Cycling / Mobility / Public Spaces / Traffic safety

Welcome Narayan!

In March, I joined Mobycon’s international team in Ottawa as an Integrated Mobility Consultant. I am thrilled to be joining Mobycon, as the company shares my desire to bring together Dutch and North American transportation planning. At Mobycon I will be contributing to a variety of transportation planning initiatives, and specializing in the design of intersections.

I grew up in Thornhill, a northern suburb of Toronto, and my interest in transportation planning began in secondary school when I got a York Region Transit pass, offering me the freedom to travel around independently. I quickly became fascinated by the details of transit operations, such as how the lane configuration at intersections affect how quickly buses could serve bus stops. But once I discovered that I could get to my after-school activities more quickly by bicycle, I started travelling a lot more by bicycle.

Since I was mostly travelling during the afternoon rush hour, cycling proved even faster than driving. It also helped that the loopy suburban street network of my neighbourhood had many pedestrian shortcuts, making distances shorter by bicycle than by car. I should note that in general, the conditions for cycling in Thornhill at the time were very poor, with most trips involving travelling along a busy arterial road without any cycling infrastructure or taking a long detour along residential streets with many stop signs. I found it remarkable that cycling conditions were poor enough that hardly anyone was using the fastest mode of transport.

Near the end of high school, I joined my mother on a trip to the Netherlands, on the suggestion of a Dutch colleague of hers who had heard I was interested in transportation planning. That was certainly a great suggestion as I was blown away by the ease at which cycling and public transport were integrated into the urban fabric. That colleague took me on a bicycle tour of the town of Houten, just outside Utrecht, to show me how the networks for cycling and motor traffic are separated on a route level rather than just a street level.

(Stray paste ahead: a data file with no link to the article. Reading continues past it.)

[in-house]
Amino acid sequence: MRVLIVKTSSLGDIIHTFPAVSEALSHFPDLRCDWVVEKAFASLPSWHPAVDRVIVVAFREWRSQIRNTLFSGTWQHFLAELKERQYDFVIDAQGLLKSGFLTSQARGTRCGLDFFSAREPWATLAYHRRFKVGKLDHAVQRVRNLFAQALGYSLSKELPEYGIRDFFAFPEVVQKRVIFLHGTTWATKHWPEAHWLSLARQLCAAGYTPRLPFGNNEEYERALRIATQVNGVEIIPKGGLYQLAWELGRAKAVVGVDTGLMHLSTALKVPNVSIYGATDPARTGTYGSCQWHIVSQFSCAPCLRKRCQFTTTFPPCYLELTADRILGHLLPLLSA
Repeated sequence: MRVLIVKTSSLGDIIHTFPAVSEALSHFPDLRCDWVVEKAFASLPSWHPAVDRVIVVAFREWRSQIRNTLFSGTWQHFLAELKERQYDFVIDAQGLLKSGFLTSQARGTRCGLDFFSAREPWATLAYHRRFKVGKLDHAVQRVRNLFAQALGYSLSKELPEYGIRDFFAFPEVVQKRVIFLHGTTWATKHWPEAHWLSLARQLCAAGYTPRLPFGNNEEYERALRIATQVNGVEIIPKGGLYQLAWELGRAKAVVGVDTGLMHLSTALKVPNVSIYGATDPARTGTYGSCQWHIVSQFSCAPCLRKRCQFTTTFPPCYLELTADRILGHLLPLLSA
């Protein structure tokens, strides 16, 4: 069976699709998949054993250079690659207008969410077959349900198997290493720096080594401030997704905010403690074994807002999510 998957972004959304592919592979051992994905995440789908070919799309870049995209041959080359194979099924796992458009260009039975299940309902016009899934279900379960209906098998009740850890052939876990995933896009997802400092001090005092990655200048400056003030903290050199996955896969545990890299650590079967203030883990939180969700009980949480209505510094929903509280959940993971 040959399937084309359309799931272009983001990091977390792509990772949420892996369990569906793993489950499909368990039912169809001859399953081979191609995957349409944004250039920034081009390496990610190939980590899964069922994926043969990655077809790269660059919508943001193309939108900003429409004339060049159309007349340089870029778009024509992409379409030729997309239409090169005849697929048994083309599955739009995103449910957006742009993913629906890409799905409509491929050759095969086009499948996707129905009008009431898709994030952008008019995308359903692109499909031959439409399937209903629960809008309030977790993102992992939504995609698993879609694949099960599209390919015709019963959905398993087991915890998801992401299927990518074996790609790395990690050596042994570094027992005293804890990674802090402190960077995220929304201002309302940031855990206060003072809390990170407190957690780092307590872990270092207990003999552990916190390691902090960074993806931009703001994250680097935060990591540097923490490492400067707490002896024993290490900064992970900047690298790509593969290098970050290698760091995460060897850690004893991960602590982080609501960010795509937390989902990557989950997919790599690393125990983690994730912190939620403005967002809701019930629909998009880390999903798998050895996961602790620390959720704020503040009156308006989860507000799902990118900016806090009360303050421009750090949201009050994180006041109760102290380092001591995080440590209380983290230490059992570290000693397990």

This inspired me to make a career of transportation planning. I did a Bachelor’s in Urban Planning at the University of Waterloo, during which I had the opportunity to work at LEA Consulting Ltd, the City of Hamilton, the City of Toronto, and the Toronto Transit Commission (TTC).

Narayan sitting on steps of a bridge crossing a canal

Following my graduation, I returned to the TTC to continue my work on the priority system for buses and streetcars (trams), and became increasingly involved in traffic signal programming. I later moved to a Transportation Planning position within the TTC, where I had the privilege of contributing to the design of a wide variety of street reconstruction projects in Toronto, ranging from sidewalk reconstructions to light rail lines.

While I enjoyed working with the TTC to improve public transit in Toronto, I also wanted to see a different perspective on transportation planning than the Toronto way of thinking. I moved to the Netherlands and pursued a Masters in Transport & Planning at the TU Delft, during which I completed an internship and a thesis project with Movensis B.V., a traffic signal design company in Den Haag. After graduating, I worked with them for another year, during which time I got to design and program new traffic signal features such as new methods of prioritizing bicycles. It was very rewarding to not only be learning about the advanced traffic signal practices in the Netherlands but to actually contribute to those advancements as well.

In March 2023, my Dutch visa expired, but I am thrilled to have secured the next best thing to experience in the Netherlands – a position with Mobycon in Canada! I look forward to bringing Dutch-inspired transportation planning to North America and beyond.

If you would like to discuss upcoming projects or opportunities in your community, please connect with me HERE.

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Narayan Donaldson

Integrated Mobility Consultant

“So many of the world’s challenges, from climate change, to public health, to wealth inequality, have the potential to be alleviated through changes to transportation systems. That is what underlies my passion for implementing sustainable, safe and equitable transportation solutions.”

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